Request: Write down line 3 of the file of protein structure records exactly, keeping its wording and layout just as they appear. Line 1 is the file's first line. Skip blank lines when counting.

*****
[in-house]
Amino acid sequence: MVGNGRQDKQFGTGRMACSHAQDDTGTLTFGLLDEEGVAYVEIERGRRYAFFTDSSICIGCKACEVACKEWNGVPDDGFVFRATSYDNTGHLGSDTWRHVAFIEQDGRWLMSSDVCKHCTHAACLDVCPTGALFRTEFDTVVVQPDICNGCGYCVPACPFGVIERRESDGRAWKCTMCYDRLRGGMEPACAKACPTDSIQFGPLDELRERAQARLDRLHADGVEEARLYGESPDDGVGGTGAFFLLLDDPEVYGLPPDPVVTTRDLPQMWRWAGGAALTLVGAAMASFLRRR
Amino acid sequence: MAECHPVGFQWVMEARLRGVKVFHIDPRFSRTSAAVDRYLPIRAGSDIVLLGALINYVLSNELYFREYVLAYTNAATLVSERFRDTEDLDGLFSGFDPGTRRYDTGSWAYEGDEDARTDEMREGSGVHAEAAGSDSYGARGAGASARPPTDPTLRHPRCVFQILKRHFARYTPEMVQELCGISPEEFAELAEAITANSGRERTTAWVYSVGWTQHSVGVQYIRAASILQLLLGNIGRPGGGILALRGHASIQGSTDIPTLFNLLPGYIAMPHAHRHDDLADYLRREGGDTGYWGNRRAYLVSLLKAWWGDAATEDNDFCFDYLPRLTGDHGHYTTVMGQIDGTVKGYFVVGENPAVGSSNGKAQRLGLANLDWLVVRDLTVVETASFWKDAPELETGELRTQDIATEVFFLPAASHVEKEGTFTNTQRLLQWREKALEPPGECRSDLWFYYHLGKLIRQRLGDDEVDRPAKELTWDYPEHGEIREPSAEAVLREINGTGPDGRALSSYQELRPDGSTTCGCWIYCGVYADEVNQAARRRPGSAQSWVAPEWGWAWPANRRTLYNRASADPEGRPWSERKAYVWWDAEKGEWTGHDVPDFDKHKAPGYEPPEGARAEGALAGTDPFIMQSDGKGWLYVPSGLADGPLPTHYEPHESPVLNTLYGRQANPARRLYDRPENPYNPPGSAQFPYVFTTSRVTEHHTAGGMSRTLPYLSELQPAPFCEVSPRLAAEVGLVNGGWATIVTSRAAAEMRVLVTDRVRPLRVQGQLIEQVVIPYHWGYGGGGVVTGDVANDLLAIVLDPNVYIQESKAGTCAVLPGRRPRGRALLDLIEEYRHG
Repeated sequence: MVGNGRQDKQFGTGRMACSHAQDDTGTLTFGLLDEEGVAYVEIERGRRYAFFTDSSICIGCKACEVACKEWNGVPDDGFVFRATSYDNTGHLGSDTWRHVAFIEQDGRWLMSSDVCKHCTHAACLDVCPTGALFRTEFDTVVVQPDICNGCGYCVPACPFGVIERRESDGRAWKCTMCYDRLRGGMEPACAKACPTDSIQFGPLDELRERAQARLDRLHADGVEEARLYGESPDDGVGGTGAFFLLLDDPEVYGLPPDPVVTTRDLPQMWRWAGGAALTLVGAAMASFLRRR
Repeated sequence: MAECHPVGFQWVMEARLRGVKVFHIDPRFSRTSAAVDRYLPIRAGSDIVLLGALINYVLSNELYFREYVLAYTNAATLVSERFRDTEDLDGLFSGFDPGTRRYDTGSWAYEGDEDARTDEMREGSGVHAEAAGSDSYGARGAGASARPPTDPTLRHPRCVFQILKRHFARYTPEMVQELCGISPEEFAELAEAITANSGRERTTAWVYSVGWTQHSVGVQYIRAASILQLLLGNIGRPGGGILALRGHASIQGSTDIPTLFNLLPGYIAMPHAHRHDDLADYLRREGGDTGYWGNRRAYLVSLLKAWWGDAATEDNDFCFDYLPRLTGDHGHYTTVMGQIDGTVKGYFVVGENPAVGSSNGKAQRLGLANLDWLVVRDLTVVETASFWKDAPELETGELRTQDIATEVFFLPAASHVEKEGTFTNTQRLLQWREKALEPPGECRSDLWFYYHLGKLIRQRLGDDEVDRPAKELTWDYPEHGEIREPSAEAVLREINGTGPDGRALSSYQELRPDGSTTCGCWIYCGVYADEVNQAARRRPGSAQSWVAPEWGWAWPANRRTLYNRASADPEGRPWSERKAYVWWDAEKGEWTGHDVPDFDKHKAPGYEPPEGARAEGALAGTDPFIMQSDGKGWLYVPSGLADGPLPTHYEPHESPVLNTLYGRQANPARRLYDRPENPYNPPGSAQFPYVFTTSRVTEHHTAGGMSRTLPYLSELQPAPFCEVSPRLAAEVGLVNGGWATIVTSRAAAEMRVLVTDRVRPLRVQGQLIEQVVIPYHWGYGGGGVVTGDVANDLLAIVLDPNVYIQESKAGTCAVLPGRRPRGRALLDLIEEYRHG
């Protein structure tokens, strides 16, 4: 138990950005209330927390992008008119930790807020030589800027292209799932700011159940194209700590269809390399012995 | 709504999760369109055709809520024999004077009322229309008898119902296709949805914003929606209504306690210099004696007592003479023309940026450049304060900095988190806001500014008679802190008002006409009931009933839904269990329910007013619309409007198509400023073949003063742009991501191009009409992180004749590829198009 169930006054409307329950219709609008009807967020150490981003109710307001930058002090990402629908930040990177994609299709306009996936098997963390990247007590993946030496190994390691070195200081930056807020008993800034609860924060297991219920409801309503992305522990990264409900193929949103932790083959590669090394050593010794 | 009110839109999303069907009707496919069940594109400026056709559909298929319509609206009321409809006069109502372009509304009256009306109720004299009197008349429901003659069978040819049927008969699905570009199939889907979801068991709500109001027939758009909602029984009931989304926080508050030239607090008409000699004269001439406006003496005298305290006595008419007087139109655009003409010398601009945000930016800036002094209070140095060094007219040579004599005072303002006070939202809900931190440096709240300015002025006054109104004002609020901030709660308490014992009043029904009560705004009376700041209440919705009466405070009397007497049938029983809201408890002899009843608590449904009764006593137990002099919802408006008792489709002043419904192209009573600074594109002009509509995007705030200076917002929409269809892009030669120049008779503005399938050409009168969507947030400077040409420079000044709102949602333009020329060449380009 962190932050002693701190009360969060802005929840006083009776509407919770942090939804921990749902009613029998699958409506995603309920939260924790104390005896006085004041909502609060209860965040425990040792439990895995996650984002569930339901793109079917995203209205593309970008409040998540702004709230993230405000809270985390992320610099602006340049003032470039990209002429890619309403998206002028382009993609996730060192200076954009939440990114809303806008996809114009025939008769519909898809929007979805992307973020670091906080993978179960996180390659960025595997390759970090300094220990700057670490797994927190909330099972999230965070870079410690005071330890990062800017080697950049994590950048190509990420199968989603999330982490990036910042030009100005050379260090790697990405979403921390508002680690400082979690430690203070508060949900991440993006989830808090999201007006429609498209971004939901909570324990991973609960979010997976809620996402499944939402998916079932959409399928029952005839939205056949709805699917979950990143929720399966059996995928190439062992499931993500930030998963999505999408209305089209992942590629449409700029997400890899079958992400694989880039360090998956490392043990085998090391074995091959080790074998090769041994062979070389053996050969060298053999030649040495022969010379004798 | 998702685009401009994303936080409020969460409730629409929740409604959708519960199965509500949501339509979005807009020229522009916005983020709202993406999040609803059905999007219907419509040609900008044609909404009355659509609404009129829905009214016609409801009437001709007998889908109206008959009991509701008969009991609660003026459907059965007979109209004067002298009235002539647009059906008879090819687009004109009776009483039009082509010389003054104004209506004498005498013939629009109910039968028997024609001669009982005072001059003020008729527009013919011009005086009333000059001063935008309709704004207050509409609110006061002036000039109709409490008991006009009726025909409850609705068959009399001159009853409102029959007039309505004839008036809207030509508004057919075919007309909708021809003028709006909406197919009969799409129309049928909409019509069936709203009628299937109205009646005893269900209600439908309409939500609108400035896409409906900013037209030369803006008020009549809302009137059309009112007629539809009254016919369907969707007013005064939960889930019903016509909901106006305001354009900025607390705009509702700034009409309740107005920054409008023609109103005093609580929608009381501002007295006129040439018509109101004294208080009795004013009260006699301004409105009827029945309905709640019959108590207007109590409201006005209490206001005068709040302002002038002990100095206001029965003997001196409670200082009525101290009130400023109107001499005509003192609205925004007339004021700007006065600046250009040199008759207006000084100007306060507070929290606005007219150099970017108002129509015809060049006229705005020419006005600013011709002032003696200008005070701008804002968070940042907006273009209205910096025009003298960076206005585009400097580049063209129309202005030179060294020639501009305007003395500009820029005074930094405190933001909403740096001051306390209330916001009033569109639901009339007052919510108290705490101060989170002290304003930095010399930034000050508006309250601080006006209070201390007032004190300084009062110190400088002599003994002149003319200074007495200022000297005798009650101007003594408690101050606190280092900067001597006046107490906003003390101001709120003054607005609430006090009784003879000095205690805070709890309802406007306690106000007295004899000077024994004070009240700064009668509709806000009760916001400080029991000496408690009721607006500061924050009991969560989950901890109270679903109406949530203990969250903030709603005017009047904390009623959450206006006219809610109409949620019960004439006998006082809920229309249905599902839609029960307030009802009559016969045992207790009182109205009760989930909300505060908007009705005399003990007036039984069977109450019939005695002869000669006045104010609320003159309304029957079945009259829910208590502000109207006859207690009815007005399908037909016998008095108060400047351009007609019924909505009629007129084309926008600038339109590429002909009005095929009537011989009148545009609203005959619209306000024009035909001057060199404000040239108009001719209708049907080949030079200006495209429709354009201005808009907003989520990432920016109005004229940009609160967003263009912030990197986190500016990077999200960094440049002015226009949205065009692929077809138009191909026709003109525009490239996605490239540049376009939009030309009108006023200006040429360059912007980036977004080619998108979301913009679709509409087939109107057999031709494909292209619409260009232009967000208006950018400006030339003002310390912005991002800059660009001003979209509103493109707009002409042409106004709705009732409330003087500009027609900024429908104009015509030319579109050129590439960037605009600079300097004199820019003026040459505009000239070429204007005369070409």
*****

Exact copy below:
Amino acid sequence: MAECHPVGFQWVMEARLRGVKVFHIDPRFSRTSAAVDRYLPIRAGSDIVLLGALINYVLSNELYFREYVLAYTNAATLVSERFRDTEDLDGLFSGFDPGTRRYDTGSWAYEGDEDARTDEMREGSGVHAEAAGSDSYGARGAGASARPPTDPTLRHPRCVFQILKRHFARYTPEMVQELCGISPEEFAELAEAITANSGRERTTAWVYSVGWTQHSVGVQYIRAASILQLLLGNIGRPGGGILALRGHASIQGSTDIPTLFNLLPGYIAMPHAHRHDDLADYLRREGGDTGYWGNRRAYLVSLLKAWWGDAATEDNDFCFDYLPRLTGDHGHYTTVMGQIDGTVKGYFVVGENPAVGSSNGKAQRLGLANLDWLVVRDLTVVETASFWKDAPELETGELRTQDIATEVFFLPAASHVEKEGTFTNTQRLLQWREKALEPPGECRSDLWFYYHLGKLIRQRLGDDEVDRPAKELTWDYPEHGEIREPSAEAVLREINGTGPDGRALSSYQELRPDGSTTCGCWIYCGVYADEVNQAARRRPGSAQSWVAPEWGWAWPANRRTLYNRASADPEGRPWSERKAYVWWDAEKGEWTGHDVPDFDKHKAPGYEPPEGARAEGALAGTDPFIMQSDGKGWLYVPSGLADGPLPTHYEPHESPVLNTLYGRQANPARRLYDRPENPYNPPGSAQFPYVFTTSRVTEHHTAGGMSRTLPYLSELQPAPFCEVSPRLAAEVGLVNGGWATIVTSRAAAEMRVLVTDRVRPLRVQGQLIEQVVIPYHWGYGGGGVVTGDVANDLLAIVLDPNVYIQESKAGTCAVLPGRRPRGRALLDLIEEYRHG